The Smithsonian’s National Portrait Gallery will present “Watergate: Portraiture and Intrigue”, an exhibition exploring the 50th anniversary of the watershed moment through portraiture of the era. The exhibition will display 25 objects in various mediums spanning from fine art to pop culture to explore the relationship between portraiture, investigative journalism, activism and politics. “Watergate: Portraiture and Intrigue” is curated by the Portrait Gallery’s acting senior historian Kate Clarke Lemay and will be on view March 25 through Sept. 5 as part of the museum’s “One Life” series.
The June 17, 1972, break-in at the Democratic National Committee offices at the Watergate Complex quickly escalated to a political and legal crisis that reached the highest levels of the United States government—including President Richard Nixon. The word “Watergate” came to mean the burglary itself, the subsequent cover-up of White House complicity, and President Nixon’s use of federal agencies to obstruct justice. The media’s relentless, razor sharp focus on Watergate culminated in the summer of 1974. Time magazine devoted forty Watergate-related cover stories—and portraits—to the scandal.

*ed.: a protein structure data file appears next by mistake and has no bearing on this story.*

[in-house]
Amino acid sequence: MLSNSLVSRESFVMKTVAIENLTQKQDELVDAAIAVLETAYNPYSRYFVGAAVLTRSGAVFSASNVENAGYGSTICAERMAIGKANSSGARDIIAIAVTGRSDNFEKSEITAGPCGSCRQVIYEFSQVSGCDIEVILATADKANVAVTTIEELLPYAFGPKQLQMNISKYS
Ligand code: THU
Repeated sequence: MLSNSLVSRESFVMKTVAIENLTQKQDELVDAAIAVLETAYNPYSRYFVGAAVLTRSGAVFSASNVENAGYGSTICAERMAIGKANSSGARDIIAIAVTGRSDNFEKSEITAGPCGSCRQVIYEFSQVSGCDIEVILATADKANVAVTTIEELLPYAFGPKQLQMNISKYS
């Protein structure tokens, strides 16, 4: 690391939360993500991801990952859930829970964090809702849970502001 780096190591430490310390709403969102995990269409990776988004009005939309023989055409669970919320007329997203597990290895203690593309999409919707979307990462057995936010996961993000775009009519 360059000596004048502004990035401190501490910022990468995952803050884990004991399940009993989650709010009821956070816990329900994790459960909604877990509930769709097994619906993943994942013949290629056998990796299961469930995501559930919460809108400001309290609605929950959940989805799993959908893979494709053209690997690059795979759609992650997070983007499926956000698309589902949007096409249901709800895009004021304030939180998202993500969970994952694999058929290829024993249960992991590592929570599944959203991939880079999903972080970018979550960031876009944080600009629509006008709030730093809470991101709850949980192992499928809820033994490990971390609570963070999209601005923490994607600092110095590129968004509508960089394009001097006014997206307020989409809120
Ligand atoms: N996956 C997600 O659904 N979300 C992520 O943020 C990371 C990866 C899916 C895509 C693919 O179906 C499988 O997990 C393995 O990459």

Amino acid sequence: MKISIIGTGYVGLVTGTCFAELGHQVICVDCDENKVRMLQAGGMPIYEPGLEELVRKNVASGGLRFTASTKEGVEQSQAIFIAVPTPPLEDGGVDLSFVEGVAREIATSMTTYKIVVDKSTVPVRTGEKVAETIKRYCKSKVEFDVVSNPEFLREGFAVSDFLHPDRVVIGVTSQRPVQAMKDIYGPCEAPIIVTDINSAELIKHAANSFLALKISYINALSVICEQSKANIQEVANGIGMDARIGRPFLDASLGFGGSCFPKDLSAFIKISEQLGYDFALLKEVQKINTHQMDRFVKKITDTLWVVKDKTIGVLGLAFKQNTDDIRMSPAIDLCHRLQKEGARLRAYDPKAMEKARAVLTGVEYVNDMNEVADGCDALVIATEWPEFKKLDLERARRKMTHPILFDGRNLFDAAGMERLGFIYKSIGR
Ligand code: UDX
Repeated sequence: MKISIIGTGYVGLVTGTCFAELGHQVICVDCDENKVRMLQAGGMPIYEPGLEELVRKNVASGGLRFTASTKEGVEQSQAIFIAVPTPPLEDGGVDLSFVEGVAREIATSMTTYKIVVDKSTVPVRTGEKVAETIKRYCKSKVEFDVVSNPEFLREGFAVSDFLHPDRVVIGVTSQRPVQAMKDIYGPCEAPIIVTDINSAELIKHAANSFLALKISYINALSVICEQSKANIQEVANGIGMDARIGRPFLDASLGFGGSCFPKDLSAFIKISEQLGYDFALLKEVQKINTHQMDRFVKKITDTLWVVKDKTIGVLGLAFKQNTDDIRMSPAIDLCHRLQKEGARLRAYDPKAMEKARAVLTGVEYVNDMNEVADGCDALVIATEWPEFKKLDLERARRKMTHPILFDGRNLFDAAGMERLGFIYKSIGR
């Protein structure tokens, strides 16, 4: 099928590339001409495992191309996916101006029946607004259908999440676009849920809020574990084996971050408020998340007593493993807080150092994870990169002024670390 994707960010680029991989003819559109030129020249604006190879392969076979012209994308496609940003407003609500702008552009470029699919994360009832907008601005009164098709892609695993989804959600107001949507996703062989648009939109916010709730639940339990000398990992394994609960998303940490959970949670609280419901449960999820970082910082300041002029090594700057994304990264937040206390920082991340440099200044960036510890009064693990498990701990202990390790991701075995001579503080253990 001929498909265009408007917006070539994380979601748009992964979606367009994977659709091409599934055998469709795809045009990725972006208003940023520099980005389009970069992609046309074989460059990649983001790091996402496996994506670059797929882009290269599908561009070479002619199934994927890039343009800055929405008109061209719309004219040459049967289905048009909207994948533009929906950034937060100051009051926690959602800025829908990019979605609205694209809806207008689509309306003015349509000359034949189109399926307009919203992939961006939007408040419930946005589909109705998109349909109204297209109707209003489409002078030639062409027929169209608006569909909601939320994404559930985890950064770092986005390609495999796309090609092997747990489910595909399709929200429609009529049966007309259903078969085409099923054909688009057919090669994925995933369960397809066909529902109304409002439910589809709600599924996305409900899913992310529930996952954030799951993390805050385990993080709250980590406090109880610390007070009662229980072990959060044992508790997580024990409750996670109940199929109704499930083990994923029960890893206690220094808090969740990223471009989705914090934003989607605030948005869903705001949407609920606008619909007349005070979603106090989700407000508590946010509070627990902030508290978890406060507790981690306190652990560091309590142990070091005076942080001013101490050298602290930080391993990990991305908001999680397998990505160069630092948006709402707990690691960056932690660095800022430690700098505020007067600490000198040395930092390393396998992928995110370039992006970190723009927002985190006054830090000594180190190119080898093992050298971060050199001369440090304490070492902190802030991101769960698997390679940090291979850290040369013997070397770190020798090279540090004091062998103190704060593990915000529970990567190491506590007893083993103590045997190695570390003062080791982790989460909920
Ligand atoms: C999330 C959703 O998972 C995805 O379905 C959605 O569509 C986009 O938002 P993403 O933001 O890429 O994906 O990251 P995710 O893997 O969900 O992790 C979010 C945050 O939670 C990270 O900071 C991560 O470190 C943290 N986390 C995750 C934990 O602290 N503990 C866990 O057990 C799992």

On the fiftieth anniversary of the Watergate break-in, this exhibition of photographs, paintings, sculpture, and works on paper from the National Portrait Gallery’s collection brings visitors face-to-face with the scandal’s cast of characters. Portraiture and visual biography combine to present us a new window through which to consider the questions raised by the crisis and its fallout.